Mon, Jun 25, 2012 : 2:14 p.m.

I'd have loved the opportunity to live downtown, but as a soon to be retired working stiff, there's no way I can currently afford the prices downtown.

say it plain

Fri, Jun 22, 2012 : 4 p.m.

There's no development money in that. There's money for the nouveau poor, i.e. small families who had been on the edge of not making it but were given loans to buy homes in the boom anyhow, who now have to (want to? probably not...) rent. And there's money for student housing. The small family housing gets located in sprawl regions, and the student housing tends to be overpriced and not really appealing to "working stiffs". The best that "working stiffs" can hope for, my guess is, is that the rents on the meh housing stock that has used to house all the students come down a little. I hope I'm wrong, time will tell...some small chance also that all the student towers will not be fill-able only with students, but the pricepoints there are hardly affordable if you're talking about *earned* money...


Fri, Jun 22, 2012 : 1:43 p.m.

Hate to have a west-facing Sloan condo about now -- that million-dollar view is going to be into someone else's kitchen soon enough. Still, if a developer can make sense of a viable project on the main thoroughfare through downtown, really, on what grounds are the objections to be made? Jobs? Additional residents and/or businesses in the heart of downtown?

say it plain

Fri, Jun 22, 2012 : 4:12 p.m.

If there were a 'viable' connection between the willingness of banks to approve loans for development and the 'sense' of a project, I'd agree. But right now there is money to be made from non-sense in college town housing, and we might suffer because of it. Even if you are just fine with the idea of all downtown taken over by student housing complexes. We'll see how all these new projects pan out...I'm especially interested in seeing how the 618 Main Street deal works out, i.e. whether it truly attracts and retains these "young professionals" it claims to be about.


Fri, Jun 22, 2012 : 1:36 p.m.

Just when you thought we were already over the brink on high rise apratments, yet another one on the drawing board. What to these know that we don't? Or what is it most of us are missing? The 1975 file photo is pretty cool. Hard to imagine there was a grocery store on E Huron. I was a student here at the time and completely forgot about that. (It was in the last century)

Madeleine Borthwick

Fri, Jun 22, 2012 : 1:27 p.m.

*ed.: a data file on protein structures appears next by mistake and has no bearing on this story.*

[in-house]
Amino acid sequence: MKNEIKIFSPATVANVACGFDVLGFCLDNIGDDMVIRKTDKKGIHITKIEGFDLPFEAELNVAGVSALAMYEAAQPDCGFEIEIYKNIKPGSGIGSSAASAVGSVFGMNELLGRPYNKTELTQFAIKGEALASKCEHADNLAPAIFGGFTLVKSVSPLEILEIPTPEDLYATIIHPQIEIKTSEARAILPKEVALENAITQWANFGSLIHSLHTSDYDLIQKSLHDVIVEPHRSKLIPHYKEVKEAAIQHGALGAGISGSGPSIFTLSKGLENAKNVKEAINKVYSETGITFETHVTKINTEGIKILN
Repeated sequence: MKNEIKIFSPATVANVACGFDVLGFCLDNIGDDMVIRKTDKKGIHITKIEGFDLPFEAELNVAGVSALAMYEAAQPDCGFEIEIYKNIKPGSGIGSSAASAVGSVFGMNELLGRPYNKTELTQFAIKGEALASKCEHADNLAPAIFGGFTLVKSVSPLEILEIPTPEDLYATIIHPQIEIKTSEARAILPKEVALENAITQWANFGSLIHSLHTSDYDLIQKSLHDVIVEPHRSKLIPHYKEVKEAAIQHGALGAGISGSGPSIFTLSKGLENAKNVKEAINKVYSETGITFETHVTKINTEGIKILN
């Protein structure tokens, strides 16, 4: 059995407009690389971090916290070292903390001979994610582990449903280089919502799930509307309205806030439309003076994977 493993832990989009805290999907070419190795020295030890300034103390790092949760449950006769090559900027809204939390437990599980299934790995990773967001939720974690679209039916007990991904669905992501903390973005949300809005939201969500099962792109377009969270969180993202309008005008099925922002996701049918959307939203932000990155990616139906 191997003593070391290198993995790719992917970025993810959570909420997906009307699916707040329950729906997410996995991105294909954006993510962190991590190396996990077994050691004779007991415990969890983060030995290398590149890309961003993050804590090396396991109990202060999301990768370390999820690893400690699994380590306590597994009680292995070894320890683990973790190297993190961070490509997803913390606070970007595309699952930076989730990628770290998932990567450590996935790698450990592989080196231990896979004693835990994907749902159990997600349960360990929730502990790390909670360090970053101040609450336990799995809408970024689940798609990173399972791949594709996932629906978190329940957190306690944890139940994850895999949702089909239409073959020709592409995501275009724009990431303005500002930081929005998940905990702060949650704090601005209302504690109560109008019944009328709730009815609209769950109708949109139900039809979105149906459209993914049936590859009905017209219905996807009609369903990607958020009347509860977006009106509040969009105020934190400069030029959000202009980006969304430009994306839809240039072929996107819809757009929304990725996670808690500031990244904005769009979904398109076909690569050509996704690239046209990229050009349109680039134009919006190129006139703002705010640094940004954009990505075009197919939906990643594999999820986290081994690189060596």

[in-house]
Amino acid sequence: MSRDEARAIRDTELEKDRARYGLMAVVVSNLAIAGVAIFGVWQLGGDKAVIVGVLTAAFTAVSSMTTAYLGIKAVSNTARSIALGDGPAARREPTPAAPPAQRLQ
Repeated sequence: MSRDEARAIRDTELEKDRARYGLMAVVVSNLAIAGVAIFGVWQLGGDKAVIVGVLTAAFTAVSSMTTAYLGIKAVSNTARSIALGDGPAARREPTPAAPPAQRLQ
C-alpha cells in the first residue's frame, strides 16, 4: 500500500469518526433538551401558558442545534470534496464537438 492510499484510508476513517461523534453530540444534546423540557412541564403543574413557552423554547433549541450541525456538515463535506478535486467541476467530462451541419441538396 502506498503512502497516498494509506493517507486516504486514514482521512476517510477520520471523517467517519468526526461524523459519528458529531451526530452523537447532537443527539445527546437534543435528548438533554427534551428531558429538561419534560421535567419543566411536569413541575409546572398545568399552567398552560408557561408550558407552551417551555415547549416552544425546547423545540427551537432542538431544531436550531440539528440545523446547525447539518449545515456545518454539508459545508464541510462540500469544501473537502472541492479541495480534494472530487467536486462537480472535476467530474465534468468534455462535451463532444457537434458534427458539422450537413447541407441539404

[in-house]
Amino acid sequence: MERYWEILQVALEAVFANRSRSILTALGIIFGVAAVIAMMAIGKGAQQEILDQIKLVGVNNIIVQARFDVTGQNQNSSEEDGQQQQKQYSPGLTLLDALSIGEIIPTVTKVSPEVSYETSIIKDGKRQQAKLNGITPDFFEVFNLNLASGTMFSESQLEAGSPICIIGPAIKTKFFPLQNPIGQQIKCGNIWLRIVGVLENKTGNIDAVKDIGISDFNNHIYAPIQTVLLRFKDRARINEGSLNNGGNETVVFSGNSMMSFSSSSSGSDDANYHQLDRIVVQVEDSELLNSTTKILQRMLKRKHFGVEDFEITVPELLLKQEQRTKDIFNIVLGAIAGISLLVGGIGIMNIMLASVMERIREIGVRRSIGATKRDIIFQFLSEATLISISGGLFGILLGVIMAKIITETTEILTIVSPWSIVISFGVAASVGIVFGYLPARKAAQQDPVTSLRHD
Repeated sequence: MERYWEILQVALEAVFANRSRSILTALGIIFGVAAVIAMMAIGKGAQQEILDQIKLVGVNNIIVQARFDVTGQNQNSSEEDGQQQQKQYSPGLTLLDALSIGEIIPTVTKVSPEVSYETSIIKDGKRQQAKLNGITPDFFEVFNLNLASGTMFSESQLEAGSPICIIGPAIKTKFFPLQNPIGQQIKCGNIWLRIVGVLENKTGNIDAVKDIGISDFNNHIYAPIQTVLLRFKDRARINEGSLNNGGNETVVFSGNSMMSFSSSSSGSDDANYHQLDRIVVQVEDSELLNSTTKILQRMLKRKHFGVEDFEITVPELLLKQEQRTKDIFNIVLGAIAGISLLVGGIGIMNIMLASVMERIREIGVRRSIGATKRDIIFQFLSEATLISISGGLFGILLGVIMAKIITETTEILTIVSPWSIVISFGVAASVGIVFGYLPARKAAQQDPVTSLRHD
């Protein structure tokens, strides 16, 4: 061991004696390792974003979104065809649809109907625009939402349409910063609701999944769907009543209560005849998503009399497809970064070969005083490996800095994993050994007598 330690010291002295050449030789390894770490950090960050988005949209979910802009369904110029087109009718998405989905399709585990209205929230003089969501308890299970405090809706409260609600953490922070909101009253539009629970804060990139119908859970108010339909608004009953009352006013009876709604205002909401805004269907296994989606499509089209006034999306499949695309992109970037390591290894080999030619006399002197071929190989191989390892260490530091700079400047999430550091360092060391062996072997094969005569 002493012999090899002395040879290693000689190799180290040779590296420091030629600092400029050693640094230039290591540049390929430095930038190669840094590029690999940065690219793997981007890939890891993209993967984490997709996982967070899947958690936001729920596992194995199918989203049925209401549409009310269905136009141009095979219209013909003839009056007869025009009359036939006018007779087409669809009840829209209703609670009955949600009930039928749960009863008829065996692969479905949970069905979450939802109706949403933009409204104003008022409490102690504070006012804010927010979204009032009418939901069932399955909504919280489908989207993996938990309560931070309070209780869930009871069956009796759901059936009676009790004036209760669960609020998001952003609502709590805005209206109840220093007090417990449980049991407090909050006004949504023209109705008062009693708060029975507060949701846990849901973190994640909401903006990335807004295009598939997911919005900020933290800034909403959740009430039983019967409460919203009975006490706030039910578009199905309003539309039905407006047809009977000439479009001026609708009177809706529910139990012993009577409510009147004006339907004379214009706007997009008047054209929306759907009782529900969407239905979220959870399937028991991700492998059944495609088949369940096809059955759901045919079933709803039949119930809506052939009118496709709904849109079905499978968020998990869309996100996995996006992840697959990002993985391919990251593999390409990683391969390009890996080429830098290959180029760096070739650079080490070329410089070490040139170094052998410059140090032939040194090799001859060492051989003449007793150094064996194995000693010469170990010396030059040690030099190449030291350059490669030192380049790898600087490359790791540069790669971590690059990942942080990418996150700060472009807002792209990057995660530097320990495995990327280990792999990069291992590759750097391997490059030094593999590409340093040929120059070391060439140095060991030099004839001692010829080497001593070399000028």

Hey, here's an idea. how about some Badly-Needed low-income housing? Ohhhhh, sorry, I forgot. makes too much sense.

say it plain

Fri, Jun 22, 2012 : 3:54 p.m.

@xmo, you mean one of the USA's top public university towns! Better hope that student debt bubble doesn't deflate! Or else, of course, we can become ever more like a town whose sole purpose is to cater to the offspring of the wealthiest as they purchase their college degrees, sort of like a resort town where the 'season' is september to may. Wait, I think we may have become that already, for the most part...


Fri, Jun 22, 2012 : 2:02 p.m.

The badly needed low-income housing is called "Ypsilanti". We have enough of it already. How about some "Big High Rises" to house all of the people that want to live in one of the USA's top ten cities! Build baby Build!


Fri, Jun 22, 2012 : 1:27 p.m.

In a growing community such as Ann Arbor you only have two options, you can grow UP or you can grow OUT. I prefer UP! Bring on the high rises. Do some of you really prefer sprawl??

say it plain

Fri, Jun 22, 2012 : 4:07 p.m.

Also, @NorthsideZak, wanna share your "growing community" numbers? From the census numbers I just looked at, Washtenaw Co grew a little from 2000 to 2010 but Ann Arbor the city lost a little population (but it's essentially the same, not significant change in either direction). GIven all these new housing units, you'd think the UM was planning on accepting a couple thousand more bodies per year, but they'd claimed they wanted to cut back again...

Mike D.

Fri, Jun 22, 2012 : 3:56 p.m.

Amen. We voted for the Greenbelt, which we have to balance by building up. What are people so scared of? If you need more sun, move to a higher floor!

say it plain

Fri, Jun 22, 2012 : 3:50 p.m.

the thing is, we already *have* sprawl too, woohoo, we are now getting truly "complete" then I guess as a community!

Ron Granger

Fri, Jun 22, 2012 : 12:47 p.m.

Now the city council can figure out just how large of a tax credit to give these wealthy, out of state "elites" to complete the plan they are going to do regardless.


Fri, Jun 22, 2012 : 11:41 a.m.